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Apr 16, 2008 01:38 PM

My Home-baked bread is too dense

I'm just getting into home bread baking. I've been using the basic recipies from Bittman's "How to Cook Everything". I've made many white and whole wheat boules and added olive oil, rosemary, etc, here and there...So far, the breads have been very tasty and I'm pretty happy with my novice results.

However, every loaf I've made so far has been VERY dense, even the ones where I followed the recipe exactly. I would like a crustier, lighter bread. Any advice on how to achieve this? Do I need to let it rise longer? Do a second rise and not deflate before baking? Do I need to up the yeast? Any advice would be appreciated.

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  1. im thinking without your method it would be hard to diagnose. Howver rt away id say yes second rise after shaping without defalte would be place to start. Are you sure your yeast is working - and not being killed by too hot a liquid .... Bread flour helps a lot. I also reccomend getting really comfortable with dough before adding ading oil and stuff that may be out of ratio.

    1. Are you kneading enough? A well-kneaded dough should be extremely elastic and can be stretched to form a thin film without breaking, which can take up to an hour if kneaded by hand.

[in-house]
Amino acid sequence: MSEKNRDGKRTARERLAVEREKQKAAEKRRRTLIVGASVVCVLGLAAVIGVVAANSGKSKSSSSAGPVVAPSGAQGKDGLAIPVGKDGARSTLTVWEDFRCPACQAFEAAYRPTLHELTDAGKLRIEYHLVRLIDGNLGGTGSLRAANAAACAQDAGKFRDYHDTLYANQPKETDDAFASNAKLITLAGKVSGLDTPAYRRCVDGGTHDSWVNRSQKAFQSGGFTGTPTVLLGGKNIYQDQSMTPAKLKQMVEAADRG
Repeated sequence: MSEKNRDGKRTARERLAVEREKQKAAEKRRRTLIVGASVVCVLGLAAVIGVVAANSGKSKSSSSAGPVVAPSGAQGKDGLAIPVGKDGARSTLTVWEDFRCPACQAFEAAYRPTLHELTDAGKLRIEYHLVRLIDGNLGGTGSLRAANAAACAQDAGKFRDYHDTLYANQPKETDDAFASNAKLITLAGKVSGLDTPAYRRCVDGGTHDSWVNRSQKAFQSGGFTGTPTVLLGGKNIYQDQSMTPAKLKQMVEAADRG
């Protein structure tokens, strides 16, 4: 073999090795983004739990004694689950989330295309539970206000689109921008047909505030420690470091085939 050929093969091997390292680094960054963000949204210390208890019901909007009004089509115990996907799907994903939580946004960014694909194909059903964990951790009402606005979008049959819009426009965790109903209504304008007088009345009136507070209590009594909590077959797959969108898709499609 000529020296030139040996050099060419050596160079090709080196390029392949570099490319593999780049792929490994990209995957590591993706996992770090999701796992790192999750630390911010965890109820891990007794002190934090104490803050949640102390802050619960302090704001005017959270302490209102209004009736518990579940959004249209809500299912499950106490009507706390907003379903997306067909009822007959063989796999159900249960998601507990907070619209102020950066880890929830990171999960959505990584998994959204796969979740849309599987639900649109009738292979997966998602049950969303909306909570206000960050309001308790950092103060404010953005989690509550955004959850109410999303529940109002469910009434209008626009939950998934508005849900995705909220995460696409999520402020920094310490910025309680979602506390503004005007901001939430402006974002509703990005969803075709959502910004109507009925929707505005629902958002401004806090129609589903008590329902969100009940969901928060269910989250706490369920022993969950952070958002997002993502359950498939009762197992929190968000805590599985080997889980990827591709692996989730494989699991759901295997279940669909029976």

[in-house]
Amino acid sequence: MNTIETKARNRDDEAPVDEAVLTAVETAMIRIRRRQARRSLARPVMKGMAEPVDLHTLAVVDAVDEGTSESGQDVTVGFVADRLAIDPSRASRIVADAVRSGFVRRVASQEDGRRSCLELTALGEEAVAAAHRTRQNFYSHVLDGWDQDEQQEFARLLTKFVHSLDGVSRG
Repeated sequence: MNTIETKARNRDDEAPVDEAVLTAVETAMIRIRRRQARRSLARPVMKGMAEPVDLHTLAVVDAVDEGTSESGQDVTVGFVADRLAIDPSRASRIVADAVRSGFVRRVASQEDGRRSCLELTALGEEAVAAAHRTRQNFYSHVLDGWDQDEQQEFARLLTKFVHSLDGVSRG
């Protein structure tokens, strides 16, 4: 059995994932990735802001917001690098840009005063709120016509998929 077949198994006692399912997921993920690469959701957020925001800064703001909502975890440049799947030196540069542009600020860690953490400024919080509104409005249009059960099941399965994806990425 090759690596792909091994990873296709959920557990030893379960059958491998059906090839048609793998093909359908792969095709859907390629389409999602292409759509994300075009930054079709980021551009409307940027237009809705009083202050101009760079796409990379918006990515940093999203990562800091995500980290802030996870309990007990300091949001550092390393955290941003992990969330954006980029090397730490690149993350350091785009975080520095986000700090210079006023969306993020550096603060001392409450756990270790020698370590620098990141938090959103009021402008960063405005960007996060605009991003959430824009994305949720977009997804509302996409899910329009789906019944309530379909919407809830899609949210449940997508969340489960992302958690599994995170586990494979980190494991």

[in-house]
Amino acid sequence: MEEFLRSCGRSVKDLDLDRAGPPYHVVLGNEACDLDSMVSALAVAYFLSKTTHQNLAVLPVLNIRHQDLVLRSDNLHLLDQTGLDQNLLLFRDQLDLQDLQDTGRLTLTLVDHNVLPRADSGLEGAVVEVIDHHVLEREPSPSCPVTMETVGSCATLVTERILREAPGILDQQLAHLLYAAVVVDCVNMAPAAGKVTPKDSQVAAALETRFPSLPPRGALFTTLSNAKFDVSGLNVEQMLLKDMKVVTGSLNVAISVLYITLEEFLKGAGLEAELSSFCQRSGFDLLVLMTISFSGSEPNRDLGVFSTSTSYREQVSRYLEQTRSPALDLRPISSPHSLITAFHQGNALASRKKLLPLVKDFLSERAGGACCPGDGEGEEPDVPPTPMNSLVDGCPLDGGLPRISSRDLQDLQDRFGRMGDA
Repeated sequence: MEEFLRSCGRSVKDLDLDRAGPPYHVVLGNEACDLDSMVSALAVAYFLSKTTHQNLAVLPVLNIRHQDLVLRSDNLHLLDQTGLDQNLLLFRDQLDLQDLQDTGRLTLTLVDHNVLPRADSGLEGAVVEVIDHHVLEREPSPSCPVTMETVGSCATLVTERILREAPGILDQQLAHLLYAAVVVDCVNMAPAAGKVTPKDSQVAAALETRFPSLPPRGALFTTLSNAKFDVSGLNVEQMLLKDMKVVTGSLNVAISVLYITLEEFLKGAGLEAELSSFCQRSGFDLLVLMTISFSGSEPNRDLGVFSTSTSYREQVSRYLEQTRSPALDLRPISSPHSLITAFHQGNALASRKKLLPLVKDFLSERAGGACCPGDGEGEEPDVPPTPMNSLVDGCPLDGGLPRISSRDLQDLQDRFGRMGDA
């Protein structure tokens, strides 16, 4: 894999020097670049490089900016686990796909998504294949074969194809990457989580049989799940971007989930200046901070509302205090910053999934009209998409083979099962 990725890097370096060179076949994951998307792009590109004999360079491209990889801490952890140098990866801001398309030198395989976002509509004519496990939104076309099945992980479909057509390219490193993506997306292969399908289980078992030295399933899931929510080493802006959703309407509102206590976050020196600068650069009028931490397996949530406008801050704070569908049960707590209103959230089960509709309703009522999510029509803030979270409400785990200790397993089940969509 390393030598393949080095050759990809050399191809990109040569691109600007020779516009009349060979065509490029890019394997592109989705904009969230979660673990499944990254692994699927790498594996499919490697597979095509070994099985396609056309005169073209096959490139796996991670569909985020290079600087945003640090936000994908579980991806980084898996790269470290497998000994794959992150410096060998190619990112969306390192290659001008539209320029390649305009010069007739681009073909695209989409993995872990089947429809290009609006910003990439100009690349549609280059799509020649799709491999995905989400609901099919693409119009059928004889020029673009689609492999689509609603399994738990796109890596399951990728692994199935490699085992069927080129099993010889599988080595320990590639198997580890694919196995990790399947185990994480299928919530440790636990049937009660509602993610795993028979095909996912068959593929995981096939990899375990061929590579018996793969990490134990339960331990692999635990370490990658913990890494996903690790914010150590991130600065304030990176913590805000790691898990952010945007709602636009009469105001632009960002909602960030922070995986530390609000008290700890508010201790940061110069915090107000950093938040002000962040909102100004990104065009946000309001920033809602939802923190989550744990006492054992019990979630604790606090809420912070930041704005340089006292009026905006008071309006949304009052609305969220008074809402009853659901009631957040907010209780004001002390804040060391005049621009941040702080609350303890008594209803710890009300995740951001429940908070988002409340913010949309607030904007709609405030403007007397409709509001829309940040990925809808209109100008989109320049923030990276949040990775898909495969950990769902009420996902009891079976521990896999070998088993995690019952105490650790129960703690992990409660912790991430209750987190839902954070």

1. IMHO if your goal is very light fluffy bread, you should start with an all white flour bread with buttermilk. there's a good recipe for "american sandwich bread" in cooks illustrated.

        knead the dough until it windowpanes. do you know what that looks like?
        and let it rise for longer. one way you will know if you did not let it rise enough is, when you slice the loaf, you will see that the dough appears to be compressed, especially around the edges. knowing when the loaf is ready to make is not about following the recipe, it is about paying attention to your dough. try rising it in a warmer spot if you are feeling determined about the timing. definitely don't deflate the dough before you bake it. IMHO, a second rise makes a more flavorful loaf, but if all you are going after is fluffiness, it is not required.

        more yeast will not help, it will only make a bread that tastes like yeast.

        1. Here's my two cents worth. If you're expecting light Wonder Bread from homemade...ain't never gonna happen. So just let go of that now.

          But to get lighter bread, adding some gluten can help, especially with more whole-grain types. I also find that proofing the yeast with warm water (105-110 degree water, not hotter!) and a pinch of sugar or honey, really helps the yeast get working. Wait a few minutes to see foam appear and you know your yeast is cooking. Also, keeping dough, mixing bowl warm, etc., helps "get your rise on". Over kneading will break down your gluten too much, but smooth and elastic is great. Also, a bit less flour gets a better rise. Dough that is too dry won't rise as much. Sticky dough is sometimes harder to work with, but can rise a bit better. Yeast, I use SAF yeast, I like it. Lastly, proof dough before baking in a nice warm, draft free place.

          Hope some of this helps.

          1. Are you using bread flour? You can substitute all-purpose flour for bread flour, but the bread will not be as light or tender.